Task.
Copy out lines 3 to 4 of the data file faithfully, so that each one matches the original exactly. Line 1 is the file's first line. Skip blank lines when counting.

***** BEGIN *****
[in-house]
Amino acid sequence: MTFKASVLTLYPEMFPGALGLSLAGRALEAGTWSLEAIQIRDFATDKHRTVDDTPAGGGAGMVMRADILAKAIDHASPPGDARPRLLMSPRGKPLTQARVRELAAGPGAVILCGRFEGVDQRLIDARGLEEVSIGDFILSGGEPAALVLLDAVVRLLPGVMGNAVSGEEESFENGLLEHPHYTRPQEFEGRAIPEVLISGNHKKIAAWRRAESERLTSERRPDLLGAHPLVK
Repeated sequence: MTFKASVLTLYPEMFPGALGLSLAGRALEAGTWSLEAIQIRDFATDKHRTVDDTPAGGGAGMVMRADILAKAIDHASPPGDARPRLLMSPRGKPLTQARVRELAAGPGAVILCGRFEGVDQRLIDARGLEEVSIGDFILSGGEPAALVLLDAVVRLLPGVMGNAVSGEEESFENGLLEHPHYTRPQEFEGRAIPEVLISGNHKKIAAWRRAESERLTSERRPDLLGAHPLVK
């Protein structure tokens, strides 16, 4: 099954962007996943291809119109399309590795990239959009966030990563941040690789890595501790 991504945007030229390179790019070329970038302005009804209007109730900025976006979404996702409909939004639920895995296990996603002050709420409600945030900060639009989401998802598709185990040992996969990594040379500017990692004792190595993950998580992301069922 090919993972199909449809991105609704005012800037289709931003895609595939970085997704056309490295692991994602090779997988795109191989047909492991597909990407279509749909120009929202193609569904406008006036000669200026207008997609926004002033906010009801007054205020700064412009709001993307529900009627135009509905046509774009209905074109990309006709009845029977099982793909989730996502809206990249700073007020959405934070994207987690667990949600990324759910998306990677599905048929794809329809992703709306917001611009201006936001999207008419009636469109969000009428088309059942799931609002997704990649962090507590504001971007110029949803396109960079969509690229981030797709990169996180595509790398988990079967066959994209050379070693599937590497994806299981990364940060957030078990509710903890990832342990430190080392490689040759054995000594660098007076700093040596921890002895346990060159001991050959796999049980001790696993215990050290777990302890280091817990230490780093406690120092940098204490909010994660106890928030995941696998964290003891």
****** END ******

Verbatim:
Repeated sequence: MTFKASVLTLYPEMFPGALGLSLAGRALEAGTWSLEAIQIRDFATDKHRTVDDTPAGGGAGMVMRADILAKAIDHASPPGDARPRLLMSPRGKPLTQARVRELAAGPGAVILCGRFEGVDQRLIDARGLEEVSIGDFILSGGEPAALVLLDAVVRLLPGVMGNAVSGEEESFENGLLEHPHYTRPQEFEGRAIPEVLISGNHKKIAAWRRAESERLTSERRPDLLGAHPLVK
């Protein structure tokens, strides 16, 4: 099954962007996943291809119109399309590795990239959009966030990563941040690789890595501790 991504945007030229390179790019070329970038302005009804209007109730900025976006979404996702409909939004639920895995296990996603002050709420409600945030900060639009989401998802598709185990040992996969990594040379500017990692004792190595993950998580992301069922 090919993972199909449809991105609704005012800037289709931003895609595939970085997704056309490295692991994602090779997988795109191989047909492991597909990407279509749909120009929202193609569904406008006036000669200026207008997609926004002033906010009801007054205020700064412009709001993307529900009627135009509905046509774009209905074109990309006709009845029977099982793909989730996502809206990249700073007020959405934070994207987690667990949600990324759910998306990677599905048929794809329809992703709306917001611009201006936001999207008419009636469109969000009428088309059942799931609002997704990649962090507590504001971007110029949803396109960079969509690229981030797709990169996180595509790398988990079967066959994209050379070693599937590497994806299981990364940060957030078990509710903890990832342990430190080392490689040759054995000594660098007076700093040596921890002895346990060159001991050959796999049980001790696993215990050290777990302890280091817990230490780093406690120092940098204490909010994660106890928030995941696998964290003891």